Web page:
Heat energy and transfer: Specific heat capacity.

Specific heat capacity

The specific heat capacity of a substance is the quantity of heat energy required to raise the temperature of 1 kg of the substance by 1°C. The symbol used for specific heat capacity is c and the units are J/(kg °C) or J/(kg K). (Note that these units may also be written as J kg–1 °C–1 or J kg–1 K–1).

Some typical values of specific heat capacity for the range of temperature 0°C to 100°C include:

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Hence to raise the temperature of 1 kg of iron by 1°C requires 500 J of energy, to raise the temperature of 5 kg of iron by 1°C requires (500 × 5) J of energy, and to raise the temperature of 5 kg of iron by 40°C re- quires (500 × 5 × 40) J of energy, i.e. 100 kJ.

In general, the quantity of heat energy, Q, required to raise a mass m kg of a substance with a specific heat capacity of c J/(kg °C), from temperature t1 °C to t2 °C is given by:

Q = mc(t2 t1) joules

Problem 3. Calculate the quantity of heat required to raise the temperature of 5 kg of water from 0°C to 100°C. Assume the specific heat capacity of water is 4200 J/(kg °C).

Quantity of heat energy,

Q = mc(t2 – t1)

= 5 kg × 4200 J/(kg °C) × (100 – 0)°C

= 5 × 4200 × 100

= 2100000 J or 2100 kJ or 2.1 MJ

Problem 4. A block of cast iron having a mass of  10 kg cools from a temperature of 150°C to 50°C.

How much energy is lost by the cast iron? Assume the specific heat capacity of iron is 500 J/(kg °C).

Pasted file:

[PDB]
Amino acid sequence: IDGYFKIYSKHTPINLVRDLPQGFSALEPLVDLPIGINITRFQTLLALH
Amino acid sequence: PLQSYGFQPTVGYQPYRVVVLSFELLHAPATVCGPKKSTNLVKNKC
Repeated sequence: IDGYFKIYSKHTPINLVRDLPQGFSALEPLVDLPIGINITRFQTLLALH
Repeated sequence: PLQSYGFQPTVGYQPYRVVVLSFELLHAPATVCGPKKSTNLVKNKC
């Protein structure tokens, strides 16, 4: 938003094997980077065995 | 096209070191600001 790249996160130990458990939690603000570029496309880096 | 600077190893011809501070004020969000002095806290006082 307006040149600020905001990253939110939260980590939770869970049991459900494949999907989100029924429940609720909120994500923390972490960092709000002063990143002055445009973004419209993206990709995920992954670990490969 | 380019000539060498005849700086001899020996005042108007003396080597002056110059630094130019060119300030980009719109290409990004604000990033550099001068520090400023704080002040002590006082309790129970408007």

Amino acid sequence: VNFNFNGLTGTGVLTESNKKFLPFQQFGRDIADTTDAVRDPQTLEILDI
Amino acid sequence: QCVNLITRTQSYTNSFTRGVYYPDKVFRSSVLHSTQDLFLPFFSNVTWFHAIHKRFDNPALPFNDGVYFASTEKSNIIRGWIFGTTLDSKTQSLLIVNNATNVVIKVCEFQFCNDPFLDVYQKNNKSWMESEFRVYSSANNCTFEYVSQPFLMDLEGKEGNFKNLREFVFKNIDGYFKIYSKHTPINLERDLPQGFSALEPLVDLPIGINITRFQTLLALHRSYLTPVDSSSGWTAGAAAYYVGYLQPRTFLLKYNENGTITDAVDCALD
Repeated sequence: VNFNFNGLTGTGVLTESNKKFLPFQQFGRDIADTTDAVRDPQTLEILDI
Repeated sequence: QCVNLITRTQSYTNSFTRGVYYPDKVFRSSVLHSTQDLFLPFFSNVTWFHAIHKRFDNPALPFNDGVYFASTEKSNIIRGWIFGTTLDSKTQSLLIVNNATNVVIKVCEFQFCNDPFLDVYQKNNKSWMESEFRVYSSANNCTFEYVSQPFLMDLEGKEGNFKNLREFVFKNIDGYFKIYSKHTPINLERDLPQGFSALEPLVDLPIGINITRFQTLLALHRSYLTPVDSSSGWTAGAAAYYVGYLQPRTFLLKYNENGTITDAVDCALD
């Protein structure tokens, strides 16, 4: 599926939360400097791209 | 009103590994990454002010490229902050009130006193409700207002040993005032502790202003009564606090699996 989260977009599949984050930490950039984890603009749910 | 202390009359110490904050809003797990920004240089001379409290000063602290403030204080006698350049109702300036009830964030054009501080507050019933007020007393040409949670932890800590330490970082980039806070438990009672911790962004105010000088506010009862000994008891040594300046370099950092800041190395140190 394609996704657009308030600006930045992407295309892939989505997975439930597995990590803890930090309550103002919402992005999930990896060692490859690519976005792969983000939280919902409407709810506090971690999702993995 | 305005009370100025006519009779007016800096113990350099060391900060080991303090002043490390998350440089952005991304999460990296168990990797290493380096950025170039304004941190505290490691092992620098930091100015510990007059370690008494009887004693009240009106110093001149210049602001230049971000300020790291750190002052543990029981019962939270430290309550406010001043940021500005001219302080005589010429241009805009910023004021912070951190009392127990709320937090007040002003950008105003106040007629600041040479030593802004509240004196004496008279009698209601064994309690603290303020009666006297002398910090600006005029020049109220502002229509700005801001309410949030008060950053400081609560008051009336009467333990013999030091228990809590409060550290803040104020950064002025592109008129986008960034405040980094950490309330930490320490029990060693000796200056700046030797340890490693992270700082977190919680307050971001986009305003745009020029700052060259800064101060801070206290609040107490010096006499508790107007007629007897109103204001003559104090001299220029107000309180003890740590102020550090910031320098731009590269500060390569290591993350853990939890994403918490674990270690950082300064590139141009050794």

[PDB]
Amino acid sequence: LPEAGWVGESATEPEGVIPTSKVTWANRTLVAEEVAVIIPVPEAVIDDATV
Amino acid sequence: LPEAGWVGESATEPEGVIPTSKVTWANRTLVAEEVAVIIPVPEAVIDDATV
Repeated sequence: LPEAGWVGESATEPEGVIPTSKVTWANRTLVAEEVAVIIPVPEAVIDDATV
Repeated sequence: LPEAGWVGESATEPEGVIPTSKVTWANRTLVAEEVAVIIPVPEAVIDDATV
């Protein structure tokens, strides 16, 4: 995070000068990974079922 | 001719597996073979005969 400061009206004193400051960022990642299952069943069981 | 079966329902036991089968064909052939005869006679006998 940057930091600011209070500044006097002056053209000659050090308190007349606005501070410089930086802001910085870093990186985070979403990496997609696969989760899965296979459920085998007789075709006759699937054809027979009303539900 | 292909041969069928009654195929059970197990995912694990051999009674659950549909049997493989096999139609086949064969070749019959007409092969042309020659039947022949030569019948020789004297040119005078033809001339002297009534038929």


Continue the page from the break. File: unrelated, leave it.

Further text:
Quantity of heat energy,

Q = mc(t2 – t1)

= 10 kg × 500 J/(kg °C) × (50 – 150)°C

= 10 × 500 × (–100)

= – 500000 J or – 500 kJ or – 0.5 MJ

(Note that the minus sign indicates that heat is given out or lost).

Problem 5. Some lead having a specific heat capacity of 130 J/(kg °C) is heated from 27°C to its melting point at 327°C. If the quantity of heat required is 780 kJ, determine the mass of the lead.

Quantity of heat, Q = mc(t2 – t1), hence,

780 × 103 J = m × 130 J/(kg °C) × (327 – 27)°C i.e. 780000 = m × 130 × 300

from which, mass, m = 780000/130*300 kg = 20 kg

Problem 6. 273 kJ of heat energy are required to raise the temperature of 10 kg of copper from 15°C to 85°C. Determine the specific heat capacity of copper.

Quantity of heat, Q = mc(t2 – t1), hence:
273 × 103 J = 10 kg × c × (85 – 15)°C
where c is the specific heat capacity,
i.e. 273000 = 10 × c × 70
from which, specific heat capacity, c =